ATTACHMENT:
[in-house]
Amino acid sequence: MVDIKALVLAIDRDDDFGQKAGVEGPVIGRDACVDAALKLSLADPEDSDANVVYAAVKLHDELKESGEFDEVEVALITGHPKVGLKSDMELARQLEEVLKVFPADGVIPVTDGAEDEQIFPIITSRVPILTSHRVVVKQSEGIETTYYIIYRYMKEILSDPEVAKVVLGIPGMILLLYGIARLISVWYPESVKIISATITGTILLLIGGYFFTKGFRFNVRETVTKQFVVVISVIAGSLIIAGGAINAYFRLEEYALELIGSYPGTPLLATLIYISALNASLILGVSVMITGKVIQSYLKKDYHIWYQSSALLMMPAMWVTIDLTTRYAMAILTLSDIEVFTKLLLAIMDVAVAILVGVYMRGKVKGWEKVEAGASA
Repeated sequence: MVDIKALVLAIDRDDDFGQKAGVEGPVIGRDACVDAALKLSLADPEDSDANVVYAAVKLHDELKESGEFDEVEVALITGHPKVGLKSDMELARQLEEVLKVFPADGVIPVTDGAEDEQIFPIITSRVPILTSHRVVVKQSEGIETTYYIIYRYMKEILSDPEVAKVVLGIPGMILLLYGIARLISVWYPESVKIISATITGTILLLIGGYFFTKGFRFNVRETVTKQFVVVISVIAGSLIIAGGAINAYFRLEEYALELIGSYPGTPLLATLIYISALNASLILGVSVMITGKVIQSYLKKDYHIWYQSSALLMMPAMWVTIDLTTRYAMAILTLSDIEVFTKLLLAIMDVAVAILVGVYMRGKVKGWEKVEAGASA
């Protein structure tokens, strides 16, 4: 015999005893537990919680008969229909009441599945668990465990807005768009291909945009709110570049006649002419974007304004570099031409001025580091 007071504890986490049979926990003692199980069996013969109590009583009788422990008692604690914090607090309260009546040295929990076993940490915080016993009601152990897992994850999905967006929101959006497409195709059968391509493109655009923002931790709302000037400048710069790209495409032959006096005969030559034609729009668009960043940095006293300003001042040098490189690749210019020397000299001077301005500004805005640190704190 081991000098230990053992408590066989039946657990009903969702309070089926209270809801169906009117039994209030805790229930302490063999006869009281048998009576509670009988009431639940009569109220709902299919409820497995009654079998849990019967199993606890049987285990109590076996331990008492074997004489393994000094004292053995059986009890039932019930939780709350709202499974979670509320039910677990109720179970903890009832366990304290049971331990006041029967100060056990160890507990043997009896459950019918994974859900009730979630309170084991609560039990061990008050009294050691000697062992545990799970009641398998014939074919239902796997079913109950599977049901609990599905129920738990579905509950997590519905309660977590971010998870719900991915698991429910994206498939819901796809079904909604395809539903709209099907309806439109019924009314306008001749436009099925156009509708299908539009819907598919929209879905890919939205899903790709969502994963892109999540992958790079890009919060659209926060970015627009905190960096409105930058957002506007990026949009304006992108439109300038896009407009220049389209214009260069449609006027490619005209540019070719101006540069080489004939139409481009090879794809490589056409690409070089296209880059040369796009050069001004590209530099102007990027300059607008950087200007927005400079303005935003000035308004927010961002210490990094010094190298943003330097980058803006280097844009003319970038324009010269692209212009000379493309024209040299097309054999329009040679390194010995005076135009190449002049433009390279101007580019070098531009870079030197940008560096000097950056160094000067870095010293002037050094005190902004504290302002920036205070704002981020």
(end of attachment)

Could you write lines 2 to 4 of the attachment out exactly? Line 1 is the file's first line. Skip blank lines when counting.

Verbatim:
Amino acid sequence: MVDIKALVLAIDRDDDFGQKAGVEGPVIGRDACVDAALKLSLADPEDSDANVVYAAVKLHDELKESGEFDEVEVALITGHPKVGLKSDMELARQLEEVLKVFPADGVIPVTDGAEDEQIFPIITSRVPILTSHRVVVKQSEGIETTYYIIYRYMKEILSDPEVAKVVLGIPGMILLLYGIARLISVWYPESVKIISATITGTILLLIGGYFFTKGFRFNVRETVTKQFVVVISVIAGSLIIAGGAINAYFRLEEYALELIGSYPGTPLLATLIYISALNASLILGVSVMITGKVIQSYLKKDYHIWYQSSALLMMPAMWVTIDLTTRYAMAILTLSDIEVFTKLLLAIMDVAVAILVGVYMRGKVKGWEKVEAGASA
Repeated sequence: MVDIKALVLAIDRDDDFGQKAGVEGPVIGRDACVDAALKLSLADPEDSDANVVYAAVKLHDELKESGEFDEVEVALITGHPKVGLKSDMELARQLEEVLKVFPADGVIPVTDGAEDEQIFPIITSRVPILTSHRVVVKQSEGIETTYYIIYRYMKEILSDPEVAKVVLGIPGMILLLYGIARLISVWYPESVKIISATITGTILLLIGGYFFTKGFRFNVRETVTKQFVVVISVIAGSLIIAGGAINAYFRLEEYALELIGSYPGTPLLATLIYISALNASLILGVSVMITGKVIQSYLKKDYHIWYQSSALLMMPAMWVTIDLTTRYAMAILTLSDIEVFTKLLLAIMDVAVAILVGVYMRGKVKGWEKVEAGASA
């Protein structure tokens, strides 16, 4: 015999005893537990919680008969229909009441599945668990465990807005768009291909945009709110570049006649002419974007304004570099031409001025580091 007071504890986490049979926990003692199980069996013969109590009583009788422990008692604690914090607090309260009546040295929990076993940490915080016993009601152990897992994850999905967006929101959006497409195709059968391509493109655009923002931790709302000037400048710069790209495409032959006096005969030559034609729009668009960043940095006293300003001042040098490189690749210019020397000299001077301005500004805005640190704190 081991000098230990053992408590066989039946657990009903969702309070089926209270809801169906009117039994209030805790229930302490063999006869009281048998009576509670009988009431639940009569109220709902299919409820497995009654079998849990019967199993606890049987285990109590076996331990008492074997004489393994000094004292053995059986009890039932019930939780709350709202499974979670509320039910677990109720179970903890009832366990304290049971331990006041029967100060056990160890507990043997009896459950019918994974859900009730979630309170084991609560039990061990008050009294050691000697062992545990799970009641398998014939074919239902796997079913109950599977049901609990599905129920738990579905509950997590519905309660977590971010998870719900991915698991429910994206498939819901796809079904909604395809539903709209099907309806439109019924009314306008001749436009099925156009509708299908539009819907598919929209879905890919939205899903790709969502994963892109999540992958790079890009919060659209926060970015627009905190960096409105930058957002506007990026949009304006992108439109300038896009407009220049389209214009260069449609006027490619005209540019070719101006540069080489004939139409481009090879794809490589056409690409070089296209880059040369796009050069001004590209530099102007990027300059607008950087200007927005400079303005935003000035308004927010961002210490990094010094190298943003330097980058803006280097844009003319970038324009010269692209212009000379493309024209040299097309054999329009040679390194010995005076135009190449002049433009390279101007580019070098531009870079030197940008560096000097950056160094000067870095010293002037050094005190902004504290302002920036205070704002981020």